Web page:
Somewhere I have a DVD about Avedon (google if you've never heard of him - he's not an "influencer") putting up a show in Paris. After a week of working at the gallery he came back for one last look late on the night before the opening. He wanted either rearrange it and take out half the shots or cancel altogether.
The "imposter syndrome" runs deep.

Todd Wasylyshyn's picture

Thank you for your insight and honest self-reflection. Covid forced me into a new career path, and my rapid ascension into real estate photography has come with a compressed cycle of technical growth, self-satisfaction and self-criticism. This group and others help keep me grounded, as I value critiques of mine and others’ works.

Billy Paul's picture

Problem is only going to get worse as a generation of children who have been lied to for the sake of their self-esteem grow up.

A while ago I looked at an online revision/exercise quiz for junior school children. To the question what is 2+2 I answered 5 and the site's response was "bad luck try again".

Knowing what 2 + 2 is has nothing to do with luck. Imagine a generation growing up thinking they are all as smart as Einstein but really really unlucky.

Hans J. Nielsen's picture

Dam, I much be a good photographer, as I think, all my pictures are rubbish.
Or maybe I'm just such a bad photographer, that I don't know enough to know what good pictures look like.

Thomas Androxman's picture

meh

Kenneth Muhlestein's picture

I've definitely fallen victim to this especially in regards to my editing. Looking back, i was terrible.
I'm extremely happy with my growth. In the past i was afraid to crop cause i would be "losing" resolution. Now, i realise and know that composition is number one! Who cares how many pixels you have if the photo looks bad in regards to composition?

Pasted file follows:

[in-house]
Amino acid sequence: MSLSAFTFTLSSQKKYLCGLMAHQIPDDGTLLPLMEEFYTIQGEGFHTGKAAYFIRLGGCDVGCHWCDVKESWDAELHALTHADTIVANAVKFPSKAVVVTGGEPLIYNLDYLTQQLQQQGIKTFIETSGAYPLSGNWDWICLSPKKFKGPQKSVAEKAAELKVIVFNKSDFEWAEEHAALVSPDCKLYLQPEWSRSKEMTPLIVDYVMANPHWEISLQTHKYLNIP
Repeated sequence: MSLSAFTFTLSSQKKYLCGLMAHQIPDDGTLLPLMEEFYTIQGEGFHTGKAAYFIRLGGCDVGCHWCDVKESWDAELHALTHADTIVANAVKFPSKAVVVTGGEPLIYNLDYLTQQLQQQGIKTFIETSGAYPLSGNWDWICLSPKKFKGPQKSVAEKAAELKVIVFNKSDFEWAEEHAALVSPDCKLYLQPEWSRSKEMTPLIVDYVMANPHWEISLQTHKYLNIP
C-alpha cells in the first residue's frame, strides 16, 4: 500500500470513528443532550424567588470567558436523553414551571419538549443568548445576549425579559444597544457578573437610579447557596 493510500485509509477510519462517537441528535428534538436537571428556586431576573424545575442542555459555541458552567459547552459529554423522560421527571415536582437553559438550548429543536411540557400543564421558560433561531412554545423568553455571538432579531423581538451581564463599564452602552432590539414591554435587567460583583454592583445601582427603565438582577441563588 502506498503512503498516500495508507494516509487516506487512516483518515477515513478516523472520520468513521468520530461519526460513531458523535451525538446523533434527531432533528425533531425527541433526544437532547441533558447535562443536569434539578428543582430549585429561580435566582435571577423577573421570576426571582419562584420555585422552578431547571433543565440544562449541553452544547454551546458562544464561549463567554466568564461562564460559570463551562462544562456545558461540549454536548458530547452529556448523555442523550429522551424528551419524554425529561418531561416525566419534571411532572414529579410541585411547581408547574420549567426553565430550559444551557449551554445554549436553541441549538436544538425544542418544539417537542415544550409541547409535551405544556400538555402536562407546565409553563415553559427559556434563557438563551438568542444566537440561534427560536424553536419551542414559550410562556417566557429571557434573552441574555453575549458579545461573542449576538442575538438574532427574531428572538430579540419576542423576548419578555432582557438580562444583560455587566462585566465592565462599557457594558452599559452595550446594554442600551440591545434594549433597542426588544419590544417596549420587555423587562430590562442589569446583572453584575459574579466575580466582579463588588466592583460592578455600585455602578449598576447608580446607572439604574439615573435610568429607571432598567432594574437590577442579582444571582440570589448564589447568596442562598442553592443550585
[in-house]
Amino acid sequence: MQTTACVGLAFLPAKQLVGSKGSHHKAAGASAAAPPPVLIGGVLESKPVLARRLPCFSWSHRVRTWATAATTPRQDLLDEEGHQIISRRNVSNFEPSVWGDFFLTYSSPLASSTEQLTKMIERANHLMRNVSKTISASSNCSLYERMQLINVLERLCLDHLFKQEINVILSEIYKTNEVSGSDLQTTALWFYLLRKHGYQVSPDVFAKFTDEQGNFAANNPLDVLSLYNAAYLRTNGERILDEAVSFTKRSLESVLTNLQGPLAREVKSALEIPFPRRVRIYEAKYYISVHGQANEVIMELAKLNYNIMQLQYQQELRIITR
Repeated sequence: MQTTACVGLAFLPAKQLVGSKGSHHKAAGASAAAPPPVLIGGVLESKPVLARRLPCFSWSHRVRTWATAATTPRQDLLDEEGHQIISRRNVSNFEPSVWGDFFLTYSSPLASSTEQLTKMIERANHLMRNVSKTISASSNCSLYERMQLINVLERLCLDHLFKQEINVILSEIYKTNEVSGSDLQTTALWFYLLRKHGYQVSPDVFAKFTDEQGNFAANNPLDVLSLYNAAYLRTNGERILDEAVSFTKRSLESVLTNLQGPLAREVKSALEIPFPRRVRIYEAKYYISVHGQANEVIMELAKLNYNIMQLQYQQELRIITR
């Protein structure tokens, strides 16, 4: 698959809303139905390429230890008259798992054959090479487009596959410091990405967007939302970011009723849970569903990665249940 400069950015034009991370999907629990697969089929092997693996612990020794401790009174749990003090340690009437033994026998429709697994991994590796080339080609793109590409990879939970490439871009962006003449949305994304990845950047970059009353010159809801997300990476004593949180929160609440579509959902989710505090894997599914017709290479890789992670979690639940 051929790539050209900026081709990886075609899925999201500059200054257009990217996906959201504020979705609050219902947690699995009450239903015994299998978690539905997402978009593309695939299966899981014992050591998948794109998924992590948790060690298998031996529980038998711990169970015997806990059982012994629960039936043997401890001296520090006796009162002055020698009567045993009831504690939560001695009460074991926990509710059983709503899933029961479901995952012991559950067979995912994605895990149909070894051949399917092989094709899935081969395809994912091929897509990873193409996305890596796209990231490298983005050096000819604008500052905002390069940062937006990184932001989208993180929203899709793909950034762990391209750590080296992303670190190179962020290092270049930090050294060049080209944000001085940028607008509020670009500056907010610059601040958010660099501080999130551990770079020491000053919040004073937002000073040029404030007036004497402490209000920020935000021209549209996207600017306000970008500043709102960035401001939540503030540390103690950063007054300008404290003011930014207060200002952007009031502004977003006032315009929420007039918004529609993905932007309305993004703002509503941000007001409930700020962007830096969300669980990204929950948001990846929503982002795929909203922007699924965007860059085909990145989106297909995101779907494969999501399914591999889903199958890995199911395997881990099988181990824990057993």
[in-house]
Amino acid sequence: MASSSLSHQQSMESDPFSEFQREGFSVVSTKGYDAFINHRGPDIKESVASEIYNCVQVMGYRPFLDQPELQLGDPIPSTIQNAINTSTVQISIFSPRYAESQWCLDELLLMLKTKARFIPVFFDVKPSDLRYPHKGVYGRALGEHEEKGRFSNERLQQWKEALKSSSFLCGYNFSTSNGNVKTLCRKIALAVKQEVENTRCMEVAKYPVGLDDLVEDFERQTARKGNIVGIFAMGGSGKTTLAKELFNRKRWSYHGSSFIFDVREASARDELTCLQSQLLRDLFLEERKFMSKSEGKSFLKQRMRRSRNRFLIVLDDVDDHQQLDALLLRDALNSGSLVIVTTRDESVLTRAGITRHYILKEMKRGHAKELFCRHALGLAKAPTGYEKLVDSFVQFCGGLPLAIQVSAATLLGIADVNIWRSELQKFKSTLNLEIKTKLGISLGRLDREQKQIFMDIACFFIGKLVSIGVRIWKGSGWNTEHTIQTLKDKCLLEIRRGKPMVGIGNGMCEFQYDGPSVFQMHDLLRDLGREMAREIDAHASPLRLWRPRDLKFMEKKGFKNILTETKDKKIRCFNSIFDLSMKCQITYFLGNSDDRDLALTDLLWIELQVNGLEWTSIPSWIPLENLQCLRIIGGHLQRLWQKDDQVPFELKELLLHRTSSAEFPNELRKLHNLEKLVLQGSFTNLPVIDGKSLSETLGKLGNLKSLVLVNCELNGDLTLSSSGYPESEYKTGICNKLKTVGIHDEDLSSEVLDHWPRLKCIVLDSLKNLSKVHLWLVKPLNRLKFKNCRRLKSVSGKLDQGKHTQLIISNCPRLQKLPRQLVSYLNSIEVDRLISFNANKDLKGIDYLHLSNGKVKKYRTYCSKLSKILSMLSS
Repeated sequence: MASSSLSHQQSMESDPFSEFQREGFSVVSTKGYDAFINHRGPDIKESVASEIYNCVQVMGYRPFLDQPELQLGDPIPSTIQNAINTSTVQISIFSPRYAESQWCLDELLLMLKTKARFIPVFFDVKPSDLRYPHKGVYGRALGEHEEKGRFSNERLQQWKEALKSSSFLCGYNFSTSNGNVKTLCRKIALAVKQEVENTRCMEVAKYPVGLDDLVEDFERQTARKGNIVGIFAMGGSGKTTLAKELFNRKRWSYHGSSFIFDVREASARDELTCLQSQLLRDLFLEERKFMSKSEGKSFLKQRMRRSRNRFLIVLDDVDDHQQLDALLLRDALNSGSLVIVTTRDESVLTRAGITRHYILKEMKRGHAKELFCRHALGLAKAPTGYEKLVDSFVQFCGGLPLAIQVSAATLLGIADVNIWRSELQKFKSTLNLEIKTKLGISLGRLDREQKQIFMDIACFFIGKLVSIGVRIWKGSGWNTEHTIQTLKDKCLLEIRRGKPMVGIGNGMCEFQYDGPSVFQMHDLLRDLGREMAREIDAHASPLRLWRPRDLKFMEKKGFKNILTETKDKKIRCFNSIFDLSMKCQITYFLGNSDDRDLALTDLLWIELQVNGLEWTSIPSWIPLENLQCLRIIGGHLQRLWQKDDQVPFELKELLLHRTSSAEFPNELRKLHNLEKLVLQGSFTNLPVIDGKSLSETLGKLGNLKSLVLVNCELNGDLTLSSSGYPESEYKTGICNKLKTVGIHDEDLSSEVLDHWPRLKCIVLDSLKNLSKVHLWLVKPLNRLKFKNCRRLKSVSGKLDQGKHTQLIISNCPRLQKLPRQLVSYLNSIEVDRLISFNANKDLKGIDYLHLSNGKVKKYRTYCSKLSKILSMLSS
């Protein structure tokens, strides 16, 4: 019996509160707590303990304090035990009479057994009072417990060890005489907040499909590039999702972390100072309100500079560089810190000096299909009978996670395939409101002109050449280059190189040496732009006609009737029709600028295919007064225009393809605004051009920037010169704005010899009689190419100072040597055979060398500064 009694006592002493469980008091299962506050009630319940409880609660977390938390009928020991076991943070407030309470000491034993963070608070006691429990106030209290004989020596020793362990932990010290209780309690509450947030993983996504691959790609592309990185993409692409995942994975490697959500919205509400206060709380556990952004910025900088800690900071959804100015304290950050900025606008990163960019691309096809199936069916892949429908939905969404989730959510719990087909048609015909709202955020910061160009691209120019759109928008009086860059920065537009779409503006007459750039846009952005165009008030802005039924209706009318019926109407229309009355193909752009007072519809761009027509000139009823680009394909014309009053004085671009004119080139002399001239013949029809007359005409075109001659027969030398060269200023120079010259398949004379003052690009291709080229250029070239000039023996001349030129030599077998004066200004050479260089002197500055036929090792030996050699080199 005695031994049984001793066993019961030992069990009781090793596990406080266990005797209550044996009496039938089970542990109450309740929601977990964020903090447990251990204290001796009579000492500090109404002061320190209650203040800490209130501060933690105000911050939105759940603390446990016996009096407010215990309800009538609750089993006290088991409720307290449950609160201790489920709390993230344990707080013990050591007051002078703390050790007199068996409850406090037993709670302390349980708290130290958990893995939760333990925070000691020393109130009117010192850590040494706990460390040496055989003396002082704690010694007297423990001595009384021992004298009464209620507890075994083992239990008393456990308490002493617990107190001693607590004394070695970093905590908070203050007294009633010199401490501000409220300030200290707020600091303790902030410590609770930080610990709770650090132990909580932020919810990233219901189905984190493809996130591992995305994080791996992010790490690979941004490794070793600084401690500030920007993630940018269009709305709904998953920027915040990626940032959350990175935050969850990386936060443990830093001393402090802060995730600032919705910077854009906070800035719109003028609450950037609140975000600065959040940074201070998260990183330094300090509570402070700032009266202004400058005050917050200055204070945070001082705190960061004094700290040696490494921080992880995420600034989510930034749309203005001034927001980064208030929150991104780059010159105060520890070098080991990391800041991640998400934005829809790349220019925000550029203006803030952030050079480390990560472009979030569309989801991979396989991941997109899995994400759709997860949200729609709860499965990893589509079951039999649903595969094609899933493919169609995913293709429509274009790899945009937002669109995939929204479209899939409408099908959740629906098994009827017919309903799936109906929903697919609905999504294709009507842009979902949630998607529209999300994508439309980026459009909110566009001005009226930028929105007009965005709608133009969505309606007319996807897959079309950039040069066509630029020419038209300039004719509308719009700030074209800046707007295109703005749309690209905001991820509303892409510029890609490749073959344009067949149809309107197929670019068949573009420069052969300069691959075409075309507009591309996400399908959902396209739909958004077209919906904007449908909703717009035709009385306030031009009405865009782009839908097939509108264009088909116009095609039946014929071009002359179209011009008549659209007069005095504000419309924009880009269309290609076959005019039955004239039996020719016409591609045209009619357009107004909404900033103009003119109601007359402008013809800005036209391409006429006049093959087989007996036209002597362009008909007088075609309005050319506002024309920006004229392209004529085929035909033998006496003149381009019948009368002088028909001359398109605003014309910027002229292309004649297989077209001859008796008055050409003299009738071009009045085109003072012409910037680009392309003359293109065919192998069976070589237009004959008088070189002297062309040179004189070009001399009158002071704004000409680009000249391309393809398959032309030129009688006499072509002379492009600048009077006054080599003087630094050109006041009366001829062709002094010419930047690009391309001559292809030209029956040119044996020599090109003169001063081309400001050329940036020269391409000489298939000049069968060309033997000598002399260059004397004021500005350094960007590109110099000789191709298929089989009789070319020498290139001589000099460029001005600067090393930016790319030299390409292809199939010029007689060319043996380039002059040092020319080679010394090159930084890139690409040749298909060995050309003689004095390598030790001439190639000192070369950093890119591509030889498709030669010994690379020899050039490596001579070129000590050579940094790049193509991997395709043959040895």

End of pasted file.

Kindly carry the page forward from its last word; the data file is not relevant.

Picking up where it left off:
Joseph Ting's picture

My wife has given a definitive critique of my photography.
It sucks.
She would reel off 5 things that I did not consider when taking the photo, whatever it is.
Things like "Collar not straight and symmetrical.😣

Ruth Carll's picture

I think this is why novices and non-photographers (without knowing your wife's background so no insult intended) are very important to have as part of a feedback team. They see blatant problems like you describe when the experienced photographer can look right past them while critiquing technical aspects. I love the non-photographers feedback! Besides, most of the people who will look at and enjoy our work would say that the only camera they are familiar with is a part of their phone. They have eyes and opinions though and chances are they know how to use them! I recommend getting input from this group without fail.

Bjarne Solvik's picture

You need to be able to believe you are a reasonable good photographer to be able to do the job. Not everyone is aiming for the stars. It depends who you compare to. Some people (clients) are more then happy with technical good average work. I know for sure that whatever I shoot, I can do a reasonable good job, compared to someone without the tools and technical knowledge. And my clients are happy. I think that is a good start.

Being a good photographer is a relative term. I think it is true that a bit of humility comes over time. But I think being a little cocky on the job, being the boss, having some confidence is a good thing.

A friend of mine used to say that comparing is a curse. To rate yourself against others that is. Still I enjoy looking at good work. I think knowing what you like is a good step towards self development.

tomu san's picture

Eh, I say if someone is happy doing their hobby, do it. We all deserve to be happy no matter how small or large the world is.